Equifax Data Breach: What You Need to Know
You may have heard about a data breach, originally reported on Thursday, September 7, involving Equifax. Equifax is a credit reporting agency that is used by banks, credit card companies, retailers and lenders across the U.S. It is estimated that 143 million consumers could be affected by this data breach, which includes consumers’ names, Social Security numbers, birth dates, addresses and driver’s license numbers.
The Federal Trade Commission has released some steps you can take to find out if your information was exposed and how you can protect yourself. We have summarized below:
1. First, find out if you are impacted.
Visit Equifax’s website to find out if your information was exposed: https://www.equifaxsecurity2017.com/ . Click on “Potential Impact” and enter your name and the last 6 digits of your Social Security number. Make sure you’re on a secure computer and an encrypted network connection. The site will tell you if you’ve been affected by this breach.
Whether or not your information was exposed, consumers can get a year of free credit monitoring from Equifax. Follow the instructions on the website to enroll. (Please note that Bank of Tennessee does not endorse this service).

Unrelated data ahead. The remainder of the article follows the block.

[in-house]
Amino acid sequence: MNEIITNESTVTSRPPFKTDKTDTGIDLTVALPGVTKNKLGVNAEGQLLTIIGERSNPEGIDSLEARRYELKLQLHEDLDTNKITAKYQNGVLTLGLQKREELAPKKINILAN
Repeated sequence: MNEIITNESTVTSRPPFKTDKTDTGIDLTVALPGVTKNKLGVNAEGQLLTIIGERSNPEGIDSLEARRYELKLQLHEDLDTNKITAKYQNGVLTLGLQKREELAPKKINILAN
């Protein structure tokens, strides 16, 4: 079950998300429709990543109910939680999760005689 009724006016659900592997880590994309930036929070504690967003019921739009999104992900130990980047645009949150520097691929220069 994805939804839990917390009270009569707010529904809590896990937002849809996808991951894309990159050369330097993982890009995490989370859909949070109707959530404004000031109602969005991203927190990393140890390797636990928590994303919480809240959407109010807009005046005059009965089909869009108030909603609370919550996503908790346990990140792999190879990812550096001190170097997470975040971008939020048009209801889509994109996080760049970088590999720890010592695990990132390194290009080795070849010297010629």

2. Obtain a free credit report.
You can check your credit reports from the three credit reporting agencies – Equifax, Experian, and TransUnion – for free – by visiting annualcreditreport.com. This secure website is a service that is endorsed and approved by the Federal Trade Commission. Activity on your reports that you don’t recognize could indicate identity theft. If you suspect identity theft, visit IdentityTheft.gov to find out what to do.
3. Consider placing a credit freeze on your files.
If you are impacted, placing a credit freeze makes it harder for someone to open an account in your name. However, a credit freeze won’t prevent fraudulent charges on your existing accounts. This is a more extreme step, so consider the cost and hassle. If you’re about to take out credit for a house, car, student loan, etc., you’ll have to freeze and unfreeze your credit each time. If you have no plans to apply for new credit soon, it’s a good step.
To learn more go to: https://www.consumer.ftc.gov/articles/0497-credit-freeze-faqs
Links to freeze your credit file:
4. Visit all of your online banking and financial accounts.
Continue to monitor your existing credit card and bank accounts for charges you don’t recognize. If you should notice any suspect charges on your Bank of Tennessee accounts, please contact us immediately at 866-378-9500.